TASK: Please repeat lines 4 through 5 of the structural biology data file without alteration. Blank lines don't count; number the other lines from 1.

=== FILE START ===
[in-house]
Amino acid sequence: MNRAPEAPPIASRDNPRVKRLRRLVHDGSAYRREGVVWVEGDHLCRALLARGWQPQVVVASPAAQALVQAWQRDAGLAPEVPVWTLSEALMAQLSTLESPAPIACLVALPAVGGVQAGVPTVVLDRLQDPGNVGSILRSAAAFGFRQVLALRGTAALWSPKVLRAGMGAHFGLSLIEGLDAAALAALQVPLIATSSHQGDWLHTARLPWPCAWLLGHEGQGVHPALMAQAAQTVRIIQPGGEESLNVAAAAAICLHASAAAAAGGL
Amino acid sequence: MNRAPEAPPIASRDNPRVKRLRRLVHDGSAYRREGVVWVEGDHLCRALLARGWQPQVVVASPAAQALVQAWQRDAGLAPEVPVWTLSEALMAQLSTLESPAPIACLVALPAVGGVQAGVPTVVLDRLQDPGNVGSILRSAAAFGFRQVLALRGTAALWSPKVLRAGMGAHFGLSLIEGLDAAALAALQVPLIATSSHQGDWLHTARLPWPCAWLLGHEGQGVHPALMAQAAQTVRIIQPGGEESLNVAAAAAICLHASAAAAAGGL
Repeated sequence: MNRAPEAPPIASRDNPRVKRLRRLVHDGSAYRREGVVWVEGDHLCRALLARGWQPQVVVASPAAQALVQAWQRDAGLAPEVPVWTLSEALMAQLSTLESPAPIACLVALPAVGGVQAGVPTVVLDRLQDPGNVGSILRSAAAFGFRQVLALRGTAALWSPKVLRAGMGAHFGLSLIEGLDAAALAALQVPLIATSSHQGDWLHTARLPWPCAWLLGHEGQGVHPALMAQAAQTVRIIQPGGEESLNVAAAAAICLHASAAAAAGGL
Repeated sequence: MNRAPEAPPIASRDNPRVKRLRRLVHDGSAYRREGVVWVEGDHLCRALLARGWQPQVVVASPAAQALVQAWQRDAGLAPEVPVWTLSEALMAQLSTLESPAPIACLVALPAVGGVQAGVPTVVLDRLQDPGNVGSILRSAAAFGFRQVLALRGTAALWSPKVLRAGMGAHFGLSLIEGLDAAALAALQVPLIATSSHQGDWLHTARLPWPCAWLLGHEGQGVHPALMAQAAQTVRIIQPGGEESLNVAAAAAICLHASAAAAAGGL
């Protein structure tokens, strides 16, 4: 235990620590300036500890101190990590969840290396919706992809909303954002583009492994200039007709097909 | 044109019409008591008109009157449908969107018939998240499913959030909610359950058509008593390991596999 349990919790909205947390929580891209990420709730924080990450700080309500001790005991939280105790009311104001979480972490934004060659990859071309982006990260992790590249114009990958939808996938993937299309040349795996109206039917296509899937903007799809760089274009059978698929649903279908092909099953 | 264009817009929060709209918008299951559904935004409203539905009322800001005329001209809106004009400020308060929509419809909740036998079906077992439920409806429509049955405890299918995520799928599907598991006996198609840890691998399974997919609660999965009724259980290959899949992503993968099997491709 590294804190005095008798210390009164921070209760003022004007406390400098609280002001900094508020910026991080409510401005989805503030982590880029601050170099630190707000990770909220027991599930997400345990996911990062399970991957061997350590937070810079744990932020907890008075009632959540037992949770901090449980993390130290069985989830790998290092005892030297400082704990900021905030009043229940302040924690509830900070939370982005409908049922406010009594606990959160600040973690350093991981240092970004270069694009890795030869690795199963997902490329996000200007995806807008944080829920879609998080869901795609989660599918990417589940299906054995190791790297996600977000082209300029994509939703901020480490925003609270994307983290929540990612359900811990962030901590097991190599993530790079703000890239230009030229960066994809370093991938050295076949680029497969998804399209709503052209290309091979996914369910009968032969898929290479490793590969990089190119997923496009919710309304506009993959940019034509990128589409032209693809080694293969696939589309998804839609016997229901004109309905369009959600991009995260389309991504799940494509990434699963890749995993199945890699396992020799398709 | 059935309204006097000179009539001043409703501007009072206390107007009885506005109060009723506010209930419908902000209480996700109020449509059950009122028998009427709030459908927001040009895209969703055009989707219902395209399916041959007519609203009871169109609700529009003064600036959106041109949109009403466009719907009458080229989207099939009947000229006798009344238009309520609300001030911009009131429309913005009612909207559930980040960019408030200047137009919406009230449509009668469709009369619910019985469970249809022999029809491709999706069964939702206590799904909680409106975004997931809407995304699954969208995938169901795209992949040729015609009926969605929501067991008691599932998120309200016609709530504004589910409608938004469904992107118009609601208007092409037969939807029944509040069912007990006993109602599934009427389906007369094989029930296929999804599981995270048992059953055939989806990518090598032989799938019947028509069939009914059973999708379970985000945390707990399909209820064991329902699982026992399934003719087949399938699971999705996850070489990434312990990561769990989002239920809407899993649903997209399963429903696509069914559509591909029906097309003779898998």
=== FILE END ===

Repeated sequence: MNRAPEAPPIASRDNPRVKRLRRLVHDGSAYRREGVVWVEGDHLCRALLARGWQPQVVVASPAAQALVQAWQRDAGLAPEVPVWTLSEALMAQLSTLESPAPIACLVALPAVGGVQAGVPTVVLDRLQDPGNVGSILRSAAAFGFRQVLALRGTAALWSPKVLRAGMGAHFGLSLIEGLDAAALAALQVPLIATSSHQGDWLHTARLPWPCAWLLGHEGQGVHPALMAQAAQTVRIIQPGGEESLNVAAAAAICLHASAAAAAGGL
Repeated sequence: MNRAPEAPPIASRDNPRVKRLRRLVHDGSAYRREGVVWVEGDHLCRALLARGWQPQVVVASPAAQALVQAWQRDAGLAPEVPVWTLSEALMAQLSTLESPAPIACLVALPAVGGVQAGVPTVVLDRLQDPGNVGSILRSAAAFGFRQVLALRGTAALWSPKVLRAGMGAHFGLSLIEGLDAAALAALQVPLIATSSHQGDWLHTARLPWPCAWLLGHEGQGVHPALMAQAAQTVRIIQPGGEESLNVAAAAAICLHASAAAAAGGL